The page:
Reginar Longneck

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Reginar Longneck or Reginar I (c. 850–915), Latin: Rainerus or Ragenerus Longicollus, was a leading nobleman in the kingdom of Lotharingia, variously described in contemporary sources with the titles of count, margrave, missus dominicus and duke. He stands at the head of a Lotharingian dynasty known to modern scholarship as the Reginarids, because of their frequent use of the name "Reginar".

Reginar Longneck
Duke of Lorraine
Count of Hainaut
Bornc. 850
Noble familyHouse of Reginar
IssueGilbert, Duke of Lorraine
Reginar II, Count of Hainaut
Frederick, Archbishop of Mainz[citation needed]


Reginar was probably the son of Gilbert, count of the Maasgau, and a daughter of Lothair I whose name is not known (Hiltrude, Bertha, Irmgard, and Gisela are candidate names). In an 877 charter in the Capitulary of Quierzy, he possibly already appears as "Rainerus", alongside his probable father as one of the regents of the kingdom during Charles the Bald's absence on campaign in Italy.[1]


Reginar was lay abbot of important abbeys stretching from the Meuse (Dutch: Maas) to the Moselle through the Ardennes, Saint-Servais in Maastricht, Echternach, Stavelot-Malmedy, and Saint-Maximin in Trier. All these abbeys lay on or near the boundary negotiated between the Eastern and Western Frankish kingdoms in the Treaty of Meerssen in 870, during a period when the Western Kingdom controlled much of Lotharingia. In Echternach, he was referred to as "Rainerus iunior" because the lay abbot before him, a probable relative, had the same name.

Reginar's secular titles and activities are mainly only known from much later sources which are considered to be of uncertain reliability. Dudo of Saint-Quentin, in describing the great deeds of the early Normans, calls Reginar I (who, along with a prince of the Frisians named Radbod, was an opponent of Rollo, the founder of Normandy) a duke of both Hainaut and Hesbaye.[2] Centuries later William of Jumièges, and then later still, Alberic de Trois Fontaines followed Dudo using the same titles when describing the same events. He was variously referred to as duke, count, marquis, missus dominicus, but historians doubt that these titles were connected to a particular territory. That he called himself a duke is known from a charter at Stavelot 21 July 905, but this was during a period when Gebhard was duke of Lotharingia.[3]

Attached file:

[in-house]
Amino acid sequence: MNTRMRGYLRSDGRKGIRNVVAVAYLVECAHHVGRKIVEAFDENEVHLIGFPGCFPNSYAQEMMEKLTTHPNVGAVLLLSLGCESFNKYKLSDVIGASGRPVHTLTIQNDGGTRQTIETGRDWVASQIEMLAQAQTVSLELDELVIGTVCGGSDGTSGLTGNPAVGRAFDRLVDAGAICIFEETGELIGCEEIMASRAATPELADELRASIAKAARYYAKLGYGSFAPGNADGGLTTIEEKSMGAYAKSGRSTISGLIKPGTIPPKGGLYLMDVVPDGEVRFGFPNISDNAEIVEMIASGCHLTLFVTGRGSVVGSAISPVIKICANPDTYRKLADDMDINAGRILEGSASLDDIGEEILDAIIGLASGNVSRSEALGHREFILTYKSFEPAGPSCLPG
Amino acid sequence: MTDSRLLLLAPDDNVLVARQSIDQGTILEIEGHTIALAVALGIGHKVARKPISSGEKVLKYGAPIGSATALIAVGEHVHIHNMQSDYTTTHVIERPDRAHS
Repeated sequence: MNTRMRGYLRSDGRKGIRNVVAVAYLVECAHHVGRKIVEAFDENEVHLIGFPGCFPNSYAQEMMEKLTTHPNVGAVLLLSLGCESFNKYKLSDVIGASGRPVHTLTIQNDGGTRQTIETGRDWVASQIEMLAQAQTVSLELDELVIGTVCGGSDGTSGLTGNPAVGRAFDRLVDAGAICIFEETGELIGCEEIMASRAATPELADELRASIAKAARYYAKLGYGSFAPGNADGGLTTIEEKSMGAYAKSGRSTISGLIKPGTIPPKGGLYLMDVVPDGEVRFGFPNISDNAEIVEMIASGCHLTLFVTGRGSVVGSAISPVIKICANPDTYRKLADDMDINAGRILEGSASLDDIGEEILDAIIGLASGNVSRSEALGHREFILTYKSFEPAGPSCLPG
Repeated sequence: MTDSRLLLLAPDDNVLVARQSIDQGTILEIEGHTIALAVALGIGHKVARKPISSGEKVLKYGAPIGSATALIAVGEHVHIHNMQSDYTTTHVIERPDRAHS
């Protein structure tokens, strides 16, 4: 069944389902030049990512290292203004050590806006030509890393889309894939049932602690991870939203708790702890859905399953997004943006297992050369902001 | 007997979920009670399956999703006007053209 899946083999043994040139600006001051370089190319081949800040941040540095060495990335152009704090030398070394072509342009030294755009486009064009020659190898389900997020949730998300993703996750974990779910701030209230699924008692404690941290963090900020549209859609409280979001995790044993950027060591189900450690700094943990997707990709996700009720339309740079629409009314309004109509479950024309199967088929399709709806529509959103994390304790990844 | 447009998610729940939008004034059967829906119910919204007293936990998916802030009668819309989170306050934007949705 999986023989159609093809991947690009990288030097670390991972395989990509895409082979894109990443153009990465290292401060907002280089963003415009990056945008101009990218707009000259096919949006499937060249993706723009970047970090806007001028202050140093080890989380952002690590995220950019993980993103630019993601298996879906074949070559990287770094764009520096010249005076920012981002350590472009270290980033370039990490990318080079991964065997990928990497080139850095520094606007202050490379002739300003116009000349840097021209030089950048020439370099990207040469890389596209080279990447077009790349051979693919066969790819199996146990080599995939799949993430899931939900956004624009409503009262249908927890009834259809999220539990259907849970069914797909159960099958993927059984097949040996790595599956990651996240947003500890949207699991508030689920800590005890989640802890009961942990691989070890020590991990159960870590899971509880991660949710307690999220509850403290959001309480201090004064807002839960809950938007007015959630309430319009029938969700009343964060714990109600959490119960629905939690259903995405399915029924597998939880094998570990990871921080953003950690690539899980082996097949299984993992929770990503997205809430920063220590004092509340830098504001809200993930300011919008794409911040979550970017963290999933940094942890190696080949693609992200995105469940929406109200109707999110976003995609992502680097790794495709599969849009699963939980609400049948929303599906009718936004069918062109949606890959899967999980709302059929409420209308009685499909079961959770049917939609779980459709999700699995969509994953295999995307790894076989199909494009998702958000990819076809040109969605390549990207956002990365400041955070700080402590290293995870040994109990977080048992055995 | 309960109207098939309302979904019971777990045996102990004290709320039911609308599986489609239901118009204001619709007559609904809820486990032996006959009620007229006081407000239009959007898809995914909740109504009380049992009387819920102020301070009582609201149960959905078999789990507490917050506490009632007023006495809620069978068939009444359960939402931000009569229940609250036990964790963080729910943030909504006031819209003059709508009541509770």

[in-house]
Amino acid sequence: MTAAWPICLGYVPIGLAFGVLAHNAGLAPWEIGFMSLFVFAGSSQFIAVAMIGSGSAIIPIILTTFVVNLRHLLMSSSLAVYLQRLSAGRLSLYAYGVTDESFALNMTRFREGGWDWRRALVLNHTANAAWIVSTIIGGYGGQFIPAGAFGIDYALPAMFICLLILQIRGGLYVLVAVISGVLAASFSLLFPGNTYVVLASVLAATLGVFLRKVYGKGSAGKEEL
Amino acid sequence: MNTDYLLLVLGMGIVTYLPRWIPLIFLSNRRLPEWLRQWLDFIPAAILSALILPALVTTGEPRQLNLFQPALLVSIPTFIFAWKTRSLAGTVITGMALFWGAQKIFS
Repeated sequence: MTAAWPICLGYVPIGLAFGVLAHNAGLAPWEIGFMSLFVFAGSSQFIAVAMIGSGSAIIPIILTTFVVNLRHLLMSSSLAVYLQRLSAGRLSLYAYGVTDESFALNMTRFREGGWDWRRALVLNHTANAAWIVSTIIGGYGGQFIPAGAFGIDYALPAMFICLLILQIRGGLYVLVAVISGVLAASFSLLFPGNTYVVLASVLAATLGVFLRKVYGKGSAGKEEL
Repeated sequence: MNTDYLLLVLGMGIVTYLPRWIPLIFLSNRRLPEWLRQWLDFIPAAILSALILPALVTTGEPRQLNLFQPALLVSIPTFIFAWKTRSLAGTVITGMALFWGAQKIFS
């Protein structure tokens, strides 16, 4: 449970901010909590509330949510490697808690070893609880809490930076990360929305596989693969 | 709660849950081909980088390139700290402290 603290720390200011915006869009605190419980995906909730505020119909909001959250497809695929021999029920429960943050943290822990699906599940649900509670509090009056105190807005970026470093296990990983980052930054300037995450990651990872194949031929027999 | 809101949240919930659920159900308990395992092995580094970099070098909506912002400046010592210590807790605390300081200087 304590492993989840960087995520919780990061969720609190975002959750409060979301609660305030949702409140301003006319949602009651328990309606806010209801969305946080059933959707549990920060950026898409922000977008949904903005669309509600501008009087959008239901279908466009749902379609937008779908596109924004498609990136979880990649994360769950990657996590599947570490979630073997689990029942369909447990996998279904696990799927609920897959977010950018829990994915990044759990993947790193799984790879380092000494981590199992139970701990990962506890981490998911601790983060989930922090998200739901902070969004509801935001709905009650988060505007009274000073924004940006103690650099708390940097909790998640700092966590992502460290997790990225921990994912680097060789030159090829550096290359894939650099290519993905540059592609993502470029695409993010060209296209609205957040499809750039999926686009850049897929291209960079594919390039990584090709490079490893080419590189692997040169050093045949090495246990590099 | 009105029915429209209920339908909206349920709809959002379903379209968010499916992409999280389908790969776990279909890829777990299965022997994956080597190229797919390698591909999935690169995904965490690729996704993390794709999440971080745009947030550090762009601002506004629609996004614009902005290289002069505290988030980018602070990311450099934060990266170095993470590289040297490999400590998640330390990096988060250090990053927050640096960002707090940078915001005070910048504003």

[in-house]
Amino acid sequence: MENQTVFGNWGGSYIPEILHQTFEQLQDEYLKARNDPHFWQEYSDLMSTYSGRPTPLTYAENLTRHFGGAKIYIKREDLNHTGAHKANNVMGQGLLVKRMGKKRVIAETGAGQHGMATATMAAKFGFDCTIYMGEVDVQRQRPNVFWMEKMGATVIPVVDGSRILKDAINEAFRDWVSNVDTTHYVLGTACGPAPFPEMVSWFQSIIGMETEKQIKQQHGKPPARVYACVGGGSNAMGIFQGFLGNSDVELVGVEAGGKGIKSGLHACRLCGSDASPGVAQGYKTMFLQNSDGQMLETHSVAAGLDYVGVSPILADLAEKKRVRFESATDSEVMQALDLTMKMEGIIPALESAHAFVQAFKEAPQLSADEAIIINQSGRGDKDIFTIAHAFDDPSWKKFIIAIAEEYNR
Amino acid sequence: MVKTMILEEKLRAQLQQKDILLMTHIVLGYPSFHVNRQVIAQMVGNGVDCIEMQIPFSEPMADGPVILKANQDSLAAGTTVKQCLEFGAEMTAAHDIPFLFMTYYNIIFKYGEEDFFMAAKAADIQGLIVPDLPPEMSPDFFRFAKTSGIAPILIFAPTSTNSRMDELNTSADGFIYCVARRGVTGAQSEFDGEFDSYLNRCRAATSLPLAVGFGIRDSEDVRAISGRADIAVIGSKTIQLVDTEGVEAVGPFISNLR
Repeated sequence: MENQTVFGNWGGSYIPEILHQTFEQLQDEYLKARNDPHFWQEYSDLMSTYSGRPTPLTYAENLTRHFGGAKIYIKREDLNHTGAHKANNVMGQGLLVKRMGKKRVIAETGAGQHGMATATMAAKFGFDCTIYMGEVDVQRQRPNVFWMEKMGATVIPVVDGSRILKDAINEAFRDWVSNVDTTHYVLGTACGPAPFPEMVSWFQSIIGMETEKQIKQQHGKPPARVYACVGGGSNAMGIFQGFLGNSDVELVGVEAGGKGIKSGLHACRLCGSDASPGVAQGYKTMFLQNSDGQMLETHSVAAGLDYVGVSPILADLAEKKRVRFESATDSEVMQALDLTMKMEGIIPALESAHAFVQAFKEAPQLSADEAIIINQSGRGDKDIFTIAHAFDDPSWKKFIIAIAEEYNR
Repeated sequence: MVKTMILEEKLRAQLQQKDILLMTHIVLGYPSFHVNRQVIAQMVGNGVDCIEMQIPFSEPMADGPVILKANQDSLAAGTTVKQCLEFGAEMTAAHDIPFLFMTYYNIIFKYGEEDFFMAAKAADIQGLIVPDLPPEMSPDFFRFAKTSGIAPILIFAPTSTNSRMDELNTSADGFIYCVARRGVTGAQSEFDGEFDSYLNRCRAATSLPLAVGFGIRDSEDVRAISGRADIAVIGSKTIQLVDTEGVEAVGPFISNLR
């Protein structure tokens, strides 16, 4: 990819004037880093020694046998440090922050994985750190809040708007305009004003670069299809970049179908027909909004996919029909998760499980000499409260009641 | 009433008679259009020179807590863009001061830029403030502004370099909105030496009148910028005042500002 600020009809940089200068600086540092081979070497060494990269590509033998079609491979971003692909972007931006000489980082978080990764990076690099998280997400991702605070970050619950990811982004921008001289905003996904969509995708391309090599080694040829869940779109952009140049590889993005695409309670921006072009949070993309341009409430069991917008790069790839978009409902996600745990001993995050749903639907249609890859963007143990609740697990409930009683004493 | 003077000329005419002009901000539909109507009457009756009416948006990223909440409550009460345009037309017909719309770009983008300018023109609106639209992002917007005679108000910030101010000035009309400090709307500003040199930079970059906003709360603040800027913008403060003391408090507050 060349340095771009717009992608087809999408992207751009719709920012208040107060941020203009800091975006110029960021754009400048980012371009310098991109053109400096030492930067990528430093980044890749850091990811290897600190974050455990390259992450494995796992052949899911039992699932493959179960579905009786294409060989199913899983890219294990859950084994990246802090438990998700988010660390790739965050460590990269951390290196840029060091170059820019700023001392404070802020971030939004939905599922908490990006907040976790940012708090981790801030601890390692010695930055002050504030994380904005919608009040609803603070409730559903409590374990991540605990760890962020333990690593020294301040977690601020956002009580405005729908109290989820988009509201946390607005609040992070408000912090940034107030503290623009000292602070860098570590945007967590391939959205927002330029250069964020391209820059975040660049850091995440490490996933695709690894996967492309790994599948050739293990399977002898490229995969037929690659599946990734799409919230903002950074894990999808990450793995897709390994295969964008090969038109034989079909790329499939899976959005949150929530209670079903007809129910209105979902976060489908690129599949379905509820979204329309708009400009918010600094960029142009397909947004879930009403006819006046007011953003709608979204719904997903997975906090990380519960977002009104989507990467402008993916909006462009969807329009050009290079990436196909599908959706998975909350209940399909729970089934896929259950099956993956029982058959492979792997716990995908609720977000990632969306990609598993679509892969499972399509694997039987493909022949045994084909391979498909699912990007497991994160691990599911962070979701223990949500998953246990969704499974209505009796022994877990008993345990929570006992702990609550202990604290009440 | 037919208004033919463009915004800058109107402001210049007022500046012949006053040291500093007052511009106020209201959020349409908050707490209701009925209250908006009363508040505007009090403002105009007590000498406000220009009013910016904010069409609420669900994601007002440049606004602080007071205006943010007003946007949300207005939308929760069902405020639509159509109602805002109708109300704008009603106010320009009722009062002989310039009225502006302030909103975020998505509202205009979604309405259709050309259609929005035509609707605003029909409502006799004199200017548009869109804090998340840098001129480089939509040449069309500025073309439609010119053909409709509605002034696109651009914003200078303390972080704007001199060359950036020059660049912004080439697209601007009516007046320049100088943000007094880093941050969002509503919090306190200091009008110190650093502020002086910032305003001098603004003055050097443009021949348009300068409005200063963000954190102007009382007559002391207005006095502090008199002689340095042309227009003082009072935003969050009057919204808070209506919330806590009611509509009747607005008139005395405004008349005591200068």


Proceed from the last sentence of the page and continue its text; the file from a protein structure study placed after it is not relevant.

Reginar was originally a supporter of Zwentibold (King of Lotharingia) in 895, but he broke with the king in 898. He and some other magnates who had been key to Zwentibold's election three years earlier then took the opportunity provided by the death of Odo of France to invite Charles the Simple to become king in Lotharingia. His lands were confiscated, but he refused to give them up and entrenched himself at Durfost, downstream from Maastricht. Representatives of Charles, Zwentibold, and the Emperor Arnulf met at Sankt Goar and determined that the succession should go to Louis the Child. Zwentibold was killed by Reginar in battle in August 900.

Louis appointed Gebhard as his duke in Lotharingia. In 908, Reginar recuperated Hainaut after the death of Sigard. Then, after the death of Gebhard in 910, in battle with the Magyars, Reginar led the magnates in opposing Conrad I of Germany and electing Charles the Simple their king. He never appears as the duke of Lorraine, but he was probably the military commander of the region under Charles. He was succeeded by his son Gilbert; however, the Reginarids did not succeed in establishing their supremacy in Lotharingia like the Liudolfings or Liutpoldings did in the duchies of Saxony and Bavaria.


By his wife Alberada, who predeceased him and was probably a second wife, Reginar left the following children:


  1. ^ MGH Leg. 1: Capitularia Regum Francorum II p.359
  2. ^ Dudo: "Raginerum Longi-Colli, Hasbacensem et Hainaucensem ducem" Dudo, ii, 9.
  3. ^ Parisot (1898) p.563


  • Reuter, Timothy. Germany in the Early Middle Ages 800–1056. New York: Longman, 1991.
  • Reuter, Timothy (trans.) The Annals of Fulda. (Manchester Medieval series, Ninth-Century Histories, Volume II.) Manchester: Manchester University Press, 1992.
  • Jean Baptiste David. Manuel de l'histoire de Belgique Vanlinthout, (1853) p.171 et seq. (in French)
  • Parisot, Robert (1898), Le Royaume de Lorraine sous les Carolingiens also on google books.
  • Ernst (1857), "Mémoire historique et critique sur les comtes de Hainaut de la première race", Bulletin de la Commission royale d'Histoire, 9: 393–513